mechanisms MAY be used, and any mixture of them MAY occur when sending mentioned mechanisms MAY be used, and any mixture of them MAY occur
the document via e-mail. Receiving mail user agents (together with any when sending the document via e-mail. Receiving mail user agents
Web browser they may use to display the document) MUST be capable of (together with any Web browser they may use to display the document)
handling any combinations of these mechanisms. MUST be capable of handling any combinations of these mechanisms.
Also note that: Also note that:
- Any documents including HTML documents that contain octet values - Any documents including HTML documents that contain octet values
outside outside the 7-bit range need a content-transfer-encoding applied
the 7-bit range need a content-transfer-encoding applied before before transmission over certain transport protocols
transmission over certain transport protocols [MIME1, chapter 5]. [MIME1, chapter 5].
- The MIME standard [MIME1] requires that documents of "Content-Type: - The MIME standard [MIME1] requires that documents of "Content-Type:
Text Text MUST be in canonical form before Content-Transfer-Encoding,
MUST be in canonical form before Content-Transfer-Encoding, i.e. that i.e. that line breaks are encoded as CRLFs, not as bare CRs or bare
line breaks are encoded as CRLFs, not as bare CRs or bare LFs or LFs or something else. This is in contrast to [HTTP] where section
something else. This is in contrast to [HTTP] where section 3.6.1 3.6.1 allows other representations of line breaks.
allows other representations of line breaks.
Note that this might cause problems with integrity checks based on Note that this might cause problems with integrity checks based on
checksums, which might not be preserved when moving a document from the checksums, which might not be preserved when moving a document from
HTTP to the MIME environment. If a document has to be converted in such the HTTP to the MIME environment. If a document has to be converted
a way that a checksum integrity check becomes invalid, then this in such a way that a checksum integrity check becomes invalid, then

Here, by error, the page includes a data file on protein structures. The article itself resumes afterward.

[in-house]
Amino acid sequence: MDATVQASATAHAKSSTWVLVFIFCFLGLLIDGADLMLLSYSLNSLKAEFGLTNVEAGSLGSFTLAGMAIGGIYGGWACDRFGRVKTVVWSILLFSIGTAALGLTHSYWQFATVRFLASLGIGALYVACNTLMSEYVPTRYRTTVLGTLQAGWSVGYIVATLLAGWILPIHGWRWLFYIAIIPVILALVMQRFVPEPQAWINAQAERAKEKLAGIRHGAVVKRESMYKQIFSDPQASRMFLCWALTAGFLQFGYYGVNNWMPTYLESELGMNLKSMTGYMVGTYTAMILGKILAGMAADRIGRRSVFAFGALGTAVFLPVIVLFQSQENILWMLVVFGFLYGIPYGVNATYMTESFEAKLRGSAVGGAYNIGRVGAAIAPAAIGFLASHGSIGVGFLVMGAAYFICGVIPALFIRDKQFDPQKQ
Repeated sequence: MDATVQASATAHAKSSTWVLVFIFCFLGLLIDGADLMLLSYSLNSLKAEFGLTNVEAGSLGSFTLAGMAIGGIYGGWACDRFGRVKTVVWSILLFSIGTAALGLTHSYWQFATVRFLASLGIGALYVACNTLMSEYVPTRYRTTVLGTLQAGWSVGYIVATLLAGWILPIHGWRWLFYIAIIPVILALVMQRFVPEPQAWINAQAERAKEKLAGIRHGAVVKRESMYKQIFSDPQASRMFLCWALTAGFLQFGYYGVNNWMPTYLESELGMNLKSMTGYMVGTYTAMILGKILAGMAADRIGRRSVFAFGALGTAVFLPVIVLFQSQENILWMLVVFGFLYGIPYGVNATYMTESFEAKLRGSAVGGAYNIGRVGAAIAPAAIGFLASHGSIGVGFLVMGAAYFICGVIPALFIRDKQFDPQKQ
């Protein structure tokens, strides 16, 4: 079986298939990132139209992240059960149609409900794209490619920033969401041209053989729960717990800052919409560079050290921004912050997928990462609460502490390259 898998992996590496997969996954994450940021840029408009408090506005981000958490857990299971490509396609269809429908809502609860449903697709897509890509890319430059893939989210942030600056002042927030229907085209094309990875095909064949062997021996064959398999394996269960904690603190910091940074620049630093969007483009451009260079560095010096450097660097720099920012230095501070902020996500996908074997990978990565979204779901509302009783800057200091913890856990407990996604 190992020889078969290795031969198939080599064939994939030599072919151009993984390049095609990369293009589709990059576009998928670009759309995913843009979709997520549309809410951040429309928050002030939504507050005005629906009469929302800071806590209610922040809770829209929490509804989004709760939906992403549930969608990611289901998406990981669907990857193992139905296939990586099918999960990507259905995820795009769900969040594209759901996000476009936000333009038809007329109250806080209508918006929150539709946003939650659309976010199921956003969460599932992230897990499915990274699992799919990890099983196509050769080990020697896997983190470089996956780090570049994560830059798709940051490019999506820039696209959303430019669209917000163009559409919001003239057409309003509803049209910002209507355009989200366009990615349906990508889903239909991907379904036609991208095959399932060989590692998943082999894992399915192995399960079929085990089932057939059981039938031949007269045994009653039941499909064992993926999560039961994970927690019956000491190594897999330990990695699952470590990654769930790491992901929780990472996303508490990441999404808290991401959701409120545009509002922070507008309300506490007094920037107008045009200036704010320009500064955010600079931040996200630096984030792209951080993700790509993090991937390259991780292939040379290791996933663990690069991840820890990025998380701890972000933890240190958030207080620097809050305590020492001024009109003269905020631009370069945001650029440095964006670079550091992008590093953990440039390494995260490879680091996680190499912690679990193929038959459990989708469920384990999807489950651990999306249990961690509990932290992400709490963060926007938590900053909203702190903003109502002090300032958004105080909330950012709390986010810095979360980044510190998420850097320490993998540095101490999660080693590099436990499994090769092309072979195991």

integrity check header SHOULD be removed from the document. this integrity check header SHOULD be removed from the document.
Other sources of problems are Content-Encoding used in HTTP but not Other sources of problems are Content-Encoding used in HTTP but not
allowed in MIME, and charsets that are not able to represent line breaks allowed in MIME, and charsets that are not able to represent line
as CRLF. A good overview of the differences between HTTP and MIME with breaks as CRLF. A good overview of the differences between HTTP and
regards to "Content-Type: Text" can be found in [HTTP], appendix C. MIME with regards to "Content-Type: Text" can be found in [HTTP],
appendix C.
If the original document has line breaks in the canonical form (CRLF), If the original document has line breaks in the canonical form
then the document SHOULD remain unconverted so that integrity check sums (CRLF), then the document SHOULD remain unconverted so that integrity
are not invalidated. check sums are not invalidated.
A provider of HTML documents who wants his documents to be transferable A provider of HTML documents who wants his documents to be
via both HTTP and SMTP without invalidating checksum integrity checks, transferable via both HTTP and SMTP without invalidating checksum
should always provide original documents in the canonical form with CRLF integrity checks, should always provide original documents in the
for line breaks. canonical form with CRLF for line breaks.
Some transport mechanisms may specify a default "charset" parameter if Some transport mechanisms may specify a default "charset" parameter
none is supplied [HTTP, MIME1]. Because the default differs for if none is supplied [HTTP, MIME1]. Because the default differs for
different mechanisms, when HTML is transferred through mail, the charset different mechanisms, when HTML is transferred through mail, the